Nomads and Real Adults
Travel is an empowering verb. To travel is to challenge yourself, often to fail miserably, but also to find new self-respect in those moments when you master(ish) a new language, a new subway system or a new form of chili. Traveling forces you to put yourself out there and take stances on issues you didn’t know existed.
The downside of all this travel-induced decision making is that you can become a little too proud of standing on your own two feet. You feel like the master of the universe the day you can use a long drop without blinking an eye. You can take on the world the day you convince a Nigerian customs agent to let you through without your passport. You become a little too comfortable with knowing you’ll get from A to B, even if you don’t know exactly how.
So it’s frustrating when power is really, truly out of your hands. After so many encounters with losing control of a travel situation and then regaining it, it’s all the harder to realize you can’t control some of the more normal things in life. Your incredible travel photos of Lesotho won’t win you a job teaching back in the Midwest. Your boyfriend’s adorable foreign accent doesn’t mean he’ll ever get a Green Card. Once the glittery cocktail parties are over, life is only moderately interested in your weirdness.
This reality check can be daunting, exciting as a new challenge, and definitely humbling. After all, travelers are excellent at telling each other how great they are. Don’t get me wrong, it is cool. But it’s only the end all be all to you. To others it’s just a nice stocking stuffer. Despite what you’re busy doing in Timbuktu, other people are also having their own, equally interesting lives back at home. You’re not the only one with cool stories to share when you all get together for Christmas.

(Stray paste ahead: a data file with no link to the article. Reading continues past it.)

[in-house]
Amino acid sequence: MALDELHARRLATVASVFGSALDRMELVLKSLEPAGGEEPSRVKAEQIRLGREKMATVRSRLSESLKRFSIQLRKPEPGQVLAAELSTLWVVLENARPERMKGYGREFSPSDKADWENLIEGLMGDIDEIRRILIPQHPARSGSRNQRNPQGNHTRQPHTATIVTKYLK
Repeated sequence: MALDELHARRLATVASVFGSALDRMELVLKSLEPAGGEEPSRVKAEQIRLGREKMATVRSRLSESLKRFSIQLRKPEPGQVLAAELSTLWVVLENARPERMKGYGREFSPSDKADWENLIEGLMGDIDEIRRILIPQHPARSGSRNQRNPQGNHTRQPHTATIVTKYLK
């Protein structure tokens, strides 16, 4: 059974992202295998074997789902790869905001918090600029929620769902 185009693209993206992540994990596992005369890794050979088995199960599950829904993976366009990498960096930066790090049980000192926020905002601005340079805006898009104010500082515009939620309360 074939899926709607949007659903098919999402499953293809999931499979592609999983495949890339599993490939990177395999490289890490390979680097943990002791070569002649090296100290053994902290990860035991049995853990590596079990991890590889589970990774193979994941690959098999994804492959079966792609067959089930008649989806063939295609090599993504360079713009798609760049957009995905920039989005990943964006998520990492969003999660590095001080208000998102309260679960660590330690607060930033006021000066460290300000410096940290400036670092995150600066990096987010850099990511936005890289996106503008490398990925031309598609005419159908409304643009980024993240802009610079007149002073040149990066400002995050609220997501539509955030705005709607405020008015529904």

As inaccessible as your life of continent hopping might seem to some, their lives of houses with real curtains and jobs with real pension plans can be equally intimidating. Shifting back to “normal” life means relinquishing the type of control you’ve pushed so hard to gain. Moving to the suburbs means redefining yourself outside of your passport stamps. You lose the hard-to-define steadiness of an unsteady life of traveling once you return to the real world.
So naturally, as one who knows nothing and has no facts to back this up, you should take my advice. Maybe the only way to transition from one extreme to the other is to make them both a little less…extreme. Maybe somewhere between the stark, exciting solo path through the Himalayas and sitcom Middle America, there’s a combination of embracing the wild and the more long-term meaningful. Maybe that bridge of connecting two different ways of life is the real, actual relationships you have. After all, being in a relationship and having to consider someone other than yourself is the perfect introduction to the frustration of losing control.
And maybe, incidentally, it’s these few, special relationships that make either/or type of life alright. Great, even. Maybe it’s these relationships that keep the nomads from getting lonely, and the Real Adults from getting bored. Maybe it’s worth losing some of the control if it means gaining people who are worth gaining.
Maybe the frustration is just part of the good.
Does it have to be one OR the other? I figure that there are choices, and that travel in some form can always be part of your life if you make it that way. And if you’re bored with your life–wherever that life is–then it’s your own fault.